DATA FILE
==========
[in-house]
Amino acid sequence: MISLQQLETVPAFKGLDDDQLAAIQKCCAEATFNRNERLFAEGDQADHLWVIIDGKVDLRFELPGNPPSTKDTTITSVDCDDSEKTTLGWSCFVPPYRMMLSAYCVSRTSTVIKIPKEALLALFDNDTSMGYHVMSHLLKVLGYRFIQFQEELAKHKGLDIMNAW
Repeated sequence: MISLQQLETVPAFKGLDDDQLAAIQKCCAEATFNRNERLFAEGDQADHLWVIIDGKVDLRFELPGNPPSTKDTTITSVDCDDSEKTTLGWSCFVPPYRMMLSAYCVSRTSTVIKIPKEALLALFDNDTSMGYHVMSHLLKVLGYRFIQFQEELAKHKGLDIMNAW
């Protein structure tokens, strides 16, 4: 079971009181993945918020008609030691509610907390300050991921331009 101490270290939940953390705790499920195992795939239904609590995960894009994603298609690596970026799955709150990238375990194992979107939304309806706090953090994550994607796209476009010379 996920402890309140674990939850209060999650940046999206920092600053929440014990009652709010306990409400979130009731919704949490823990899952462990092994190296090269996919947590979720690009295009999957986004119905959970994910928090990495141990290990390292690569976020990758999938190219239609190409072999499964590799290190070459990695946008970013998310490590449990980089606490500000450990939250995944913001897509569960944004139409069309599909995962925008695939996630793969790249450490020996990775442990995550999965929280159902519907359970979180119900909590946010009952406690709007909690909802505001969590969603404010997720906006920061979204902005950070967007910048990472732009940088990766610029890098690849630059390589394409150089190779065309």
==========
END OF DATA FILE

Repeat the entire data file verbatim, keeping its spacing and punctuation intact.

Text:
[in-house]
Amino acid sequence: MISLQQLETVPAFKGLDDDQLAAIQKCCAEATFNRNERLFAEGDQADHLWVIIDGKVDLRFELPGNPPSTKDTTITSVDCDDSEKTTLGWSCFVPPYRMMLSAYCVSRTSTVIKIPKEALLALFDNDTSMGYHVMSHLLKVLGYRFIQFQEELAKHKGLDIMNAW
Repeated sequence: MISLQQLETVPAFKGLDDDQLAAIQKCCAEATFNRNERLFAEGDQADHLWVIIDGKVDLRFELPGNPPSTKDTTITSVDCDDSEKTTLGWSCFVPPYRMMLSAYCVSRTSTVIKIPKEALLALFDNDTSMGYHVMSHLLKVLGYRFIQFQEELAKHKGLDIMNAW
């Protein structure tokens, strides 16, 4: 079971009181993945918020008609030691509610907390300050991921331009 101490270290939940953390705790499920195992795939239904609590995960894009994603298609690596970026799955709150990238375990194992979107939304309806706090953090994550994607796209476009010379 996920402890309140674990939850209060999650940046999206920092600053929440014990009652709010306990409400979130009731919704949490823990899952462990092994190296090269996919947590979720690009295009999957986004119905959970994910928090990495141990290990390292690569976020990758999938190219239609190409072999499964590799290190070459990695946008970013998310490590449990980089606490500000450990939250995944913001897509569960944004139409069309599909995962925008695939996630793969790249450490020996990775442990995550999965929280159902519907359970979180119900909590946010009952406690709007909690909802505001969590969603404010997720906006920061979204902005950070967007910048990472732009940088990766610029890098690849630059390589394409150089190779065309």